The Food & Drug Administration has issued a warning to Curaleaf for marketing its CBD products with ‘unsubstantiated’ health claims. The company was reportedly making claims on its social media handles that its CBD products could even cure cancer and Parkinson’s.
The letter comes amid rising concerns that many companies are resorting to making false scientific claims to sell products, in the absence of a regulatory framework. “Selling unapproved products with wild therapeutic claims — like CBD can treat serious/terminal conditions and illnesses — could put patients and consumers’ health at risk by leading them to put off necessary medical care,” said Dr. Ned Sharpless, acting FDA commissioner, in a press release.
In case you weren’t aware, CBD products are treated as ‘drugs’ by the FDA as they are “intended for use in the diagnosis, cure, mitigation, treatment, or prevention of a condition or disease” or “intended to affect the structure or any function of the human body.”
In response, a spokesperson for Curaleaf said that the letter from the FDA is currently “under review” by the company’s legal counsel. “Curaleaf will respond to the letter within the allotted 15 business days. Until further progress happens, we want to reiterate that compliance is a top priority for our company. We can reaffirm that nothing in the letter points to any issues concerning the safety of any Curaleaf product. All of our products are derived from hemp and meet the requirements of the Farm bill,” the statement said.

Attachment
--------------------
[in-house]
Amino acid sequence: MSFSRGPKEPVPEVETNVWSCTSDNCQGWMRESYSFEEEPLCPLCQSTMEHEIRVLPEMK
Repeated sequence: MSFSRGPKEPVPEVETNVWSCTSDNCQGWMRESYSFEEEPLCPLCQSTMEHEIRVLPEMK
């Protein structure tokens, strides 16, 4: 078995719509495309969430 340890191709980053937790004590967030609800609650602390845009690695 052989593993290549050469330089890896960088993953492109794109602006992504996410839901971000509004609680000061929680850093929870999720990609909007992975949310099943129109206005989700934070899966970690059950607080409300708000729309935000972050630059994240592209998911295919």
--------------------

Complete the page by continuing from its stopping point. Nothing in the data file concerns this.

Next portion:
The FDA wants Curaleaf to respond with either the corrections made or the reason if the company believes that the marketing of its products is not in violation. Failing to do so may result in legal action, including the seizure or ban of a CBD product.
This isn’t the first time that the FDA has sent a letter warning a CBD company of its ‘shenanigans’. Earlier this year, the regulatory authority issued notices to Nutra Pure in Washington state, PotNetwork Holdings in Florida and Advanced Spine and Pain in New Jersey for making ‘unsubstantiated’ claims.
The highly liberal CBD market has been flooded with products of late. However, in the absence of an intervening regulatory authority, nothing much can be done about the quality and efficacy claims made by CBD companies for their products.